Oprah's Saving Gracie
What I Know for Sure
Photo: Michel Arnaud
Weeks have passed. And the pain has not subsided. Every time I think about it, my heart starts racing and I feel like I just got stabbed in the chest. It's a jolt, still. Gracie's death.
Gracie is the smallest of the golden retrievers photographed with me on O, The Oprah Magazine's January '06 and '07 covers. She had just turned 2 on May 21. I thought we'd grow old together.
She choked to death on a plastic ball she found in the grass (it belonged to Sophie, my 12-year-old cocker spaniel). The goldens were not allowed to play with those clear little balls that light up. I feared they'd chew them, or worse.
The worst happened on May 26. Gracie was out with her dog walker, on a walk I often do myself after their evening meal. On this sunny Saturday, having just returned from a late lunch with friends, I decided to let the caretaker do it—walk all three.
I hugged them all goodbye, leaving a lipstick print on Gracie's furry white forehead, where she loved getting kisses. Twenty minutes later, I got a call: "She's down and isn't breathing."
I ran barefoot out of the house and found the dog walker and one of my security guys pumping her chest. Just as I reached them, the security guy looked up and said, "I'm sorry, ma'am. We tried everything. I'm sorry. She's gone."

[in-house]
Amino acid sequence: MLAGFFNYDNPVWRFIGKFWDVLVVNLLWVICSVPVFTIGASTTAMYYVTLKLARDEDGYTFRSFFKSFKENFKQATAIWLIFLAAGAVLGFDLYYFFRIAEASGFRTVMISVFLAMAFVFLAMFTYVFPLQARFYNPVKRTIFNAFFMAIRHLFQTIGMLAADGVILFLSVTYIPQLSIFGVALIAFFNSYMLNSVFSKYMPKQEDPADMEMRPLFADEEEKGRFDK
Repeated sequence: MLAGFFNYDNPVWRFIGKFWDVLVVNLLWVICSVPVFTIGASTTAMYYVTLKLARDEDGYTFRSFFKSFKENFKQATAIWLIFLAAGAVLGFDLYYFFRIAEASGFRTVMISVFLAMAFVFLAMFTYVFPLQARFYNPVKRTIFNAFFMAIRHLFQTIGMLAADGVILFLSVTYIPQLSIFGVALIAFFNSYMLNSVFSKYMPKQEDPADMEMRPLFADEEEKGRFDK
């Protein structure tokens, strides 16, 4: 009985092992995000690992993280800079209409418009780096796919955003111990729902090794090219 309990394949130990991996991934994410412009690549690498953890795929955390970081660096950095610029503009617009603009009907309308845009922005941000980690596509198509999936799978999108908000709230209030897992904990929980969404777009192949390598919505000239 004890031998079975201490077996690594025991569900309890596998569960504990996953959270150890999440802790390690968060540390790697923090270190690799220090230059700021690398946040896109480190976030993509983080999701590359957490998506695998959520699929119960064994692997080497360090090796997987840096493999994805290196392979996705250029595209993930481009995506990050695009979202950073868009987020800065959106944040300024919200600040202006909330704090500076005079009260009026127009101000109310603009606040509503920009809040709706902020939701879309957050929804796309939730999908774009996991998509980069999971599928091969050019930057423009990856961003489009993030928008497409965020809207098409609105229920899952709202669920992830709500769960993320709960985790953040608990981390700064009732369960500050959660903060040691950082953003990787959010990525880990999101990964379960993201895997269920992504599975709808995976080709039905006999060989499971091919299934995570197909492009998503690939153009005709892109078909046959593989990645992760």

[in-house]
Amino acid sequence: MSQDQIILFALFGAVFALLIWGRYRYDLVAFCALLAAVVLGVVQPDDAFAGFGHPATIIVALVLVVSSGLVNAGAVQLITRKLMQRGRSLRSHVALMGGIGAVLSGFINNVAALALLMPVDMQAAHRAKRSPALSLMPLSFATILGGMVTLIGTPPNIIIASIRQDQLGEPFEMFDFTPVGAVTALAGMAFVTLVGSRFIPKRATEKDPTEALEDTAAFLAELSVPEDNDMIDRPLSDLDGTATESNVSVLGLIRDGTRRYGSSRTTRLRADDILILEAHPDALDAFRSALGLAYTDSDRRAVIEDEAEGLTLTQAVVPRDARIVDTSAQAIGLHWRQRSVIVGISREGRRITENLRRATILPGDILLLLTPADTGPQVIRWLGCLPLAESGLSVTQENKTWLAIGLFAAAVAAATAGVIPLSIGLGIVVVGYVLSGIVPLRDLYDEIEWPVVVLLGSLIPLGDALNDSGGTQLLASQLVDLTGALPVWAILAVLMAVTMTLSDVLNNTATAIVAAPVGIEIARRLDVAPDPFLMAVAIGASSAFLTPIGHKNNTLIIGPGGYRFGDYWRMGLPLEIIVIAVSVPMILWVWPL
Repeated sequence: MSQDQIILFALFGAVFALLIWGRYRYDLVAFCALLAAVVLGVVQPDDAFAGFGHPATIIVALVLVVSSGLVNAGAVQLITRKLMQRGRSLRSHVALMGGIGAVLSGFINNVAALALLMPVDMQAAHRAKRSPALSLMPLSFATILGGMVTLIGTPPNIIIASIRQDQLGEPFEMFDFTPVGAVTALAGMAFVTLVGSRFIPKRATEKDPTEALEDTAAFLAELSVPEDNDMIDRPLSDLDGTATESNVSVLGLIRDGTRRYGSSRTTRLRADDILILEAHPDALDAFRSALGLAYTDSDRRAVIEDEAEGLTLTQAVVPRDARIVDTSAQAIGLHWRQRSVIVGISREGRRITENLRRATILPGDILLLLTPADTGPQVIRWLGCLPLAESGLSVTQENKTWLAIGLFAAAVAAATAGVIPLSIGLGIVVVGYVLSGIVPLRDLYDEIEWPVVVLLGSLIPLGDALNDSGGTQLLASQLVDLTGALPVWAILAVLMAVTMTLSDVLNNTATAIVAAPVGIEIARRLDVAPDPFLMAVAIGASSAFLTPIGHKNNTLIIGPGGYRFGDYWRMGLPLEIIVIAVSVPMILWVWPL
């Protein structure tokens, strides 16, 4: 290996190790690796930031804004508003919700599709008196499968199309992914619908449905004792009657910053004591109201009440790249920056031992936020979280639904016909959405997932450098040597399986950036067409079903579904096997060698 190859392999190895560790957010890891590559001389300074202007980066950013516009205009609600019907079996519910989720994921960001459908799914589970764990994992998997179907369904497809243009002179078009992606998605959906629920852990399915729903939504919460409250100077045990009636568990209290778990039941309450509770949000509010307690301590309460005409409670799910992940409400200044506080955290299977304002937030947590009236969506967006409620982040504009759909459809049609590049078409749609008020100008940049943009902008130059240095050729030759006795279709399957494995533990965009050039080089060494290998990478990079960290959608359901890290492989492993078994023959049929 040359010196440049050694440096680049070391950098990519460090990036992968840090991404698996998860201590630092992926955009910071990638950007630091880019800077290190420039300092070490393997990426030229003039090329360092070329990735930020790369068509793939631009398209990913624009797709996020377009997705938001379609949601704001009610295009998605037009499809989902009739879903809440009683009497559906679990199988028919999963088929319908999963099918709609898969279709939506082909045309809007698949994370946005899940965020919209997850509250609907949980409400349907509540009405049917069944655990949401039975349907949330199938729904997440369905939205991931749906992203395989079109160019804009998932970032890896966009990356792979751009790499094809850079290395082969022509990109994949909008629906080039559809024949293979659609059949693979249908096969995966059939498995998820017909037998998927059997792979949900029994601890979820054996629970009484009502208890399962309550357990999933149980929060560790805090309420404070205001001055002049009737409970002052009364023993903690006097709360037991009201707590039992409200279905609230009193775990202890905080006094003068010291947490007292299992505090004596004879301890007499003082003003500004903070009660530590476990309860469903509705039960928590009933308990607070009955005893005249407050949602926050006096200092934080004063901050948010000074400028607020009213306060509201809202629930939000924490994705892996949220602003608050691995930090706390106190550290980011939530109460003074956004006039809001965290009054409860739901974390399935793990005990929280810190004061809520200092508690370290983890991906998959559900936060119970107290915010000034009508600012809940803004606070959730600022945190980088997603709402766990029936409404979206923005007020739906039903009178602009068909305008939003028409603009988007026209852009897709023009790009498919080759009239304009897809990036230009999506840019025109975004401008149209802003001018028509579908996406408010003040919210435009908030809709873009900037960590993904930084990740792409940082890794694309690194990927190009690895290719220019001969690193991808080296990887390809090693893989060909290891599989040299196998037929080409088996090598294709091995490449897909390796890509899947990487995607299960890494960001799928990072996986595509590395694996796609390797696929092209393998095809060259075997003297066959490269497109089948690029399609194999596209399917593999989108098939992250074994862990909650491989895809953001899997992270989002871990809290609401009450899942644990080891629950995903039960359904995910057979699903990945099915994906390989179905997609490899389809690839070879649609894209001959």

Gone??!! I couldn't believe what I was hearing. Yes, I saw it. I saw the caretaker rocking back and forth on the ground, his arms wrapped around himself, crying hysterically. My brain took in the whole scene, but it wasn't tracking properly. The first thing I remember saying is, "It's okay. It'll be okay. Tell me what happened." Through his sobs I heard: "…choked on a ball."
And I knew, this was real. Gracie is gone, Gracie is gone, Gracie is gone kept repeating in my head.
I stood there dazed, stunned, crying—and watched as they placed her in the back of a golf cart, her still-warm body with the lipstick stain on her fur.
But even in my stunned state, I knew this was not what it appeared to be: a freak accident with a clear plastic ball that lit up inside. I don't believe in accidents. I know for sure that everything in life happens to help us live.